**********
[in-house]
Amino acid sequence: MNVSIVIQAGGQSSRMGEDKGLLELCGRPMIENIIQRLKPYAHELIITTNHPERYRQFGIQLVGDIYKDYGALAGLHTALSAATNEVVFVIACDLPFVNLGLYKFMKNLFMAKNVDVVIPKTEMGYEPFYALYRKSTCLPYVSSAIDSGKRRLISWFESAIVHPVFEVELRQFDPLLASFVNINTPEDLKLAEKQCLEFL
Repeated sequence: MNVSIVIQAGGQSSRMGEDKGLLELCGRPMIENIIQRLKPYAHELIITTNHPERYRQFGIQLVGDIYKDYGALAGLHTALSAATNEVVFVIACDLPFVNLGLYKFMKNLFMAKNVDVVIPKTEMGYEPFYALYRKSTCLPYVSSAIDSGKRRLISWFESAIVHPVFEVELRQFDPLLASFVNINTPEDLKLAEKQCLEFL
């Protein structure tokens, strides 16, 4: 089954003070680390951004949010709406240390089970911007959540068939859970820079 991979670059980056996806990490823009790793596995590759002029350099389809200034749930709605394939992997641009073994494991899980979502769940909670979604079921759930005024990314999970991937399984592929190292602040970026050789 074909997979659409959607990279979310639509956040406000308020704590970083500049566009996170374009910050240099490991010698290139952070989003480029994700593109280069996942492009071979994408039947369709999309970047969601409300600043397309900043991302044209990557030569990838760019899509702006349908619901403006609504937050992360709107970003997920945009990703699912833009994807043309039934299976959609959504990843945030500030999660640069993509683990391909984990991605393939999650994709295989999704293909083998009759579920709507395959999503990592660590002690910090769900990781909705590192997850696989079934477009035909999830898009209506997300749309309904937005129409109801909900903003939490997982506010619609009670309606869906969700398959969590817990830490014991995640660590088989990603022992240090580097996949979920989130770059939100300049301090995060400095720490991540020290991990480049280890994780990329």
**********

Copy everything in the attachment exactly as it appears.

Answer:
[in-house]
Amino acid sequence: MNVSIVIQAGGQSSRMGEDKGLLELCGRPMIENIIQRLKPYAHELIITTNHPERYRQFGIQLVGDIYKDYGALAGLHTALSAATNEVVFVIACDLPFVNLGLYKFMKNLFMAKNVDVVIPKTEMGYEPFYALYRKSTCLPYVSSAIDSGKRRLISWFESAIVHPVFEVELRQFDPLLASFVNINTPEDLKLAEKQCLEFL
Repeated sequence: MNVSIVIQAGGQSSRMGEDKGLLELCGRPMIENIIQRLKPYAHELIITTNHPERYRQFGIQLVGDIYKDYGALAGLHTALSAATNEVVFVIACDLPFVNLGLYKFMKNLFMAKNVDVVIPKTEMGYEPFYALYRKSTCLPYVSSAIDSGKRRLISWFESAIVHPVFEVELRQFDPLLASFVNINTPEDLKLAEKQCLEFL
């Protein structure tokens, strides 16, 4: 089954003070680390951004949010709406240390089970911007959540068939859970820079 991979670059980056996806990490823009790793596995590759002029350099389809200034749930709605394939992997641009073994494991899980979502769940909670979604079921759930005024990314999970991937399984592929190292602040970026050789 074909997979659409959607990279979310639509956040406000308020704590970083500049566009996170374009910050240099490991010698290139952070989003480029994700593109280069996942492009071979994408039947369709999309970047969601409300600043397309900043991302044209990557030569990838760019899509702006349908619901403006609504937050992360709107970003997920945009990703699912833009994807043309039934299976959609959504990843945030500030999660640069993509683990391909984990991605393939999650994709295989999704293909083998009759579920709507395959999503990592660590002690910090769900990781909705590192997850696989079934477009035909999830898009209506997300749309309904937005129409109801909900903003939490997982506010619609009670309606869906969700398959969590817990830490014991995640660590088989990603022992240090580097996949979920989130770059939100300049301090995060400095720490991540020290991990480049280890994780990329």